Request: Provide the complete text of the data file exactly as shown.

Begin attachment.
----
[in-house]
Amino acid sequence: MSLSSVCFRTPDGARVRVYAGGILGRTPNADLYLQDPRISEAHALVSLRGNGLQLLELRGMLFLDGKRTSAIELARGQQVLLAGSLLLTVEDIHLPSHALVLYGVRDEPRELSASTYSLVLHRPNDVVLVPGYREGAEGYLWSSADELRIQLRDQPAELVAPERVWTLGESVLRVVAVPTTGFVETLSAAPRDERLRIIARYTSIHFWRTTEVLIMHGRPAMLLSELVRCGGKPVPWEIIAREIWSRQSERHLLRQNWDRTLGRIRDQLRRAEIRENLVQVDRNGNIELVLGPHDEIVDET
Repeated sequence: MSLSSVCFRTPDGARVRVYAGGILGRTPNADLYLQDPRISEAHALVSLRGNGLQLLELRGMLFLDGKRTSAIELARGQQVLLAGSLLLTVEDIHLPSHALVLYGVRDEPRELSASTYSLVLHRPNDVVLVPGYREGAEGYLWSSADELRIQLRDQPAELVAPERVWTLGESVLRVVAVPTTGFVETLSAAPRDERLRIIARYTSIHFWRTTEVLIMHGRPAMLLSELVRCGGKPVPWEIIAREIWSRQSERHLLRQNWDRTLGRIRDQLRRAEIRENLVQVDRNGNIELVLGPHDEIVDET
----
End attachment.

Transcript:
[in-house]
Amino acid sequence: MSLSSVCFRTPDGARVRVYAGGILGRTPNADLYLQDPRISEAHALVSLRGNGLQLLELRGMLFLDGKRTSAIELARGQQVLLAGSLLLTVEDIHLPSHALVLYGVRDEPRELSASTYSLVLHRPNDVVLVPGYREGAEGYLWSSADELRIQLRDQPAELVAPERVWTLGESVLRVVAVPTTGFVETLSAAPRDERLRIIARYTSIHFWRTTEVLIMHGRPAMLLSELVRCGGKPVPWEIIAREIWSRQSERHLLRQNWDRTLGRIRDQLRRAEIRENLVQVDRNGNIELVLGPHDEIVDET
Repeated sequence: MSLSSVCFRTPDGARVRVYAGGILGRTPNADLYLQDPRISEAHALVSLRGNGLQLLELRGMLFLDGKRTSAIELARGQQVLLAGSLLLTVEDIHLPSHALVLYGVRDEPRELSASTYSLVLHRPNDVVLVPGYREGAEGYLWSSADELRIQLRDQPAELVAPERVWTLGESVLRVVAVPTTGFVETLSAAPRDERLRIIARYTSIHFWRTTEVLIMHGRPAMLLSELVRCGGKPVPWEIIAREIWSRQSERHLLRQNWDRTLGRIRDQLRRAEIRENLVQVDRNGNIELVLGPHDEIVDET